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Scan retiring Lancaster High School football coach Bennie McMurray’s resume and something hits you like a hard-charging blitzing linebacker.
The paper includes accolades and honors, on the field and off, but there’s no mention of wins and losses. It could be, but it’s not. Those figures are impressive, 218 in 27 years as a head football coach and over 419 victories guiding prep baseball teams.
At the same time, check the first line on McMurray’s resume and it’s what “Coach Mac” has been about in 38 years as a high school coach and teacher.
Objective – “To be a positive influence in the lives of young adults allowing them to become productive citizens.”
By following that idea, McMurray was able to produce a hall of fame career in high school coaching.
That winning formula took care of 600-plus wins as a head coach in football and baseball, not to mention eight state championships – three in football and five in baseball at neighboring Lewisville High School.
Coaches today wear many hats in addition to the ones donned during practice and game night.
McMurray – and many of his former and current players will tell you – was a “second father.” A few others might have called him indirectly “a first father.” He coached and molded men and the splendid success followed like a sweeping running back behind a lead blocker.
McMurray, a 2005 S.C. Coaches Association Hall of Famer, taught the fundamentals of football in building a sterling career, but he also gave his players and students guidance for life as “productive citizens.”
In the shadow of the goal post following Lancaster High School games, he’d review the game and what was and wasn’t done.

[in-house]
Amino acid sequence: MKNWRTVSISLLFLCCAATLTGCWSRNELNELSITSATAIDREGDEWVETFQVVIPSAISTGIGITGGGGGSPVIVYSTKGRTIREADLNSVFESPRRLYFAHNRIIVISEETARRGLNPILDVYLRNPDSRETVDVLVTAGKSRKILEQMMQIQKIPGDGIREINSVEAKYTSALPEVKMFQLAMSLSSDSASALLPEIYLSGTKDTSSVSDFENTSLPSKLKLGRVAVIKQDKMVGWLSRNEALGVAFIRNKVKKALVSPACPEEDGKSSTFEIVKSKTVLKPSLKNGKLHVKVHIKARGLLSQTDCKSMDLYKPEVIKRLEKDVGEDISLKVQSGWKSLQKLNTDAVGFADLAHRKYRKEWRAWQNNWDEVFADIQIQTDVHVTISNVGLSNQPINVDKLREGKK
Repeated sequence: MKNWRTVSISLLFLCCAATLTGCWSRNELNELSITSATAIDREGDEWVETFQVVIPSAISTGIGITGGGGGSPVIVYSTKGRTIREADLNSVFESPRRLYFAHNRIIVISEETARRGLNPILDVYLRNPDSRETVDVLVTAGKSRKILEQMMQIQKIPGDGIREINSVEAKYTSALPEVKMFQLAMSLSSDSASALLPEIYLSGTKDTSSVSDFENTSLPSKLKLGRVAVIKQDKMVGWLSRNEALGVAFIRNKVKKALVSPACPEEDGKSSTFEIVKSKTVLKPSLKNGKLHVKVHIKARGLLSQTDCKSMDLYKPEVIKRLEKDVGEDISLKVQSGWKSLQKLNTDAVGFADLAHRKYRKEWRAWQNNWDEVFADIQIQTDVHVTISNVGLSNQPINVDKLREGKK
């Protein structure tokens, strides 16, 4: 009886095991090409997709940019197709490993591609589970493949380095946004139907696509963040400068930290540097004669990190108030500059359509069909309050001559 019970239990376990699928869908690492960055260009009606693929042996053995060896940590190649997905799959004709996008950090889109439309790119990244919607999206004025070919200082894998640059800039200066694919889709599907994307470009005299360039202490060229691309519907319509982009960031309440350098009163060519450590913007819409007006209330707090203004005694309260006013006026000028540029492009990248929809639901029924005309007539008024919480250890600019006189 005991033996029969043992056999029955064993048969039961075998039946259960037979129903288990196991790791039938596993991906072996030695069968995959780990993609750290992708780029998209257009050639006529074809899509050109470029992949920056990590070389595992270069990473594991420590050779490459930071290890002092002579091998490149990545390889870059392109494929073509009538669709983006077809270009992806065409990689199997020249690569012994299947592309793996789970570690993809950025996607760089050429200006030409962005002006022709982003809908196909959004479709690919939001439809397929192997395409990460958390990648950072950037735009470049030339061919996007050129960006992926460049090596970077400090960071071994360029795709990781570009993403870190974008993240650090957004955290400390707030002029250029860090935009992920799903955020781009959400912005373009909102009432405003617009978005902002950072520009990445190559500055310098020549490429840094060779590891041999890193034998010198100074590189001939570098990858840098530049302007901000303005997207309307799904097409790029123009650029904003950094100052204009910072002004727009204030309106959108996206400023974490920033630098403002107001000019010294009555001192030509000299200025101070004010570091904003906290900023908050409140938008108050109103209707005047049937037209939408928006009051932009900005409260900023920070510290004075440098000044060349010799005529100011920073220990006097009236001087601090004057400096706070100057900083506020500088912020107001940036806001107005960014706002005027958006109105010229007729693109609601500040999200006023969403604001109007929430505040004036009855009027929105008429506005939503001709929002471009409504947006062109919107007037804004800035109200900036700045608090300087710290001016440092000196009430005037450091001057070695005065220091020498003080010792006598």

Before dismissing the squad, he’d tell them “don’t do anything to hurt the team,” as those always familiar McMurray wide eyes stressed his message like a human exclamation point.
Basically his message, there were eyes watching you tonight and there will be eyes on you in public. He didn’t mince his words – be responsible and accountable.
Then, he’d add when you go to church Sunday, put something in the plate.
“If you can, put in paper, not just the jingles stuff,” he would say. Again, molding young minds, and providing key guidance for responsibility.
McMurray will be the first to tell you he’s “old school.”
I saw so first hand in the Bruins’ opening game of his final season at rival Andrew Jackson.
Early in the second half, he provided one of his top players an attitude adjustment, sending him to the locker room for the rest of the game. The game got interesting in the late stages with the determined Vols rallying to make it a 10-point game. That player might have been needed, but there was never a summons for him.
Late in the game after the Bruins recovered an onside kick, LHS broke a long run inside the AJ five, but McMurray opted to take a knee instead of padding the score with a meaningless touchdown.
A few seasons back following a jamboree when McMurray disciplined some players, he told me when asked about their status for the opener, “these guys are going to try me, but I’m not going to change.”
He’s stuck to his guns and shot straight.
Coach McMurray might not have always nailed the bull’s-eye, but he garnered his share. Each victory meant something.
Friday afternoon at a retirement press conference just outside the LHS main office a first down from the conference room where his hiring was announced seven years ago, he reflected on his career.
“I’ve enjoyed the run,” said McMurray, who recalled his first win as a head football coach at Lewisville High School, a 14-7 overtime victory over rival Chester, as a notable night.
“It’s been a good run,” McMurray said.
At Lancaster, his hometown school, the wins weren’t as frequent – 39-54 in eight seasons, but he had his share.
He noted several, but one which stands out was a 14-10 road upset playoff win over Class AAAA power Greenwood.
The win, which launched a postseason run to the Class AAAA Upper State title game, means as much today as it did that cold, wet November night at storied Babb Stadium.
Lancaster, a heavy underdog, stunned a talented Eagles’ squad, which featured three players who have or will play in the NFL.
“I cried like a baby after it was over,” he said.
Friday, there were no tears. McMurray seemed at ease and content with his body of work.
It would be hard – like trying to halt a hard-charging linebacker – to argue different.
Coach McMurray won his share of games, and with just as much success, molded men.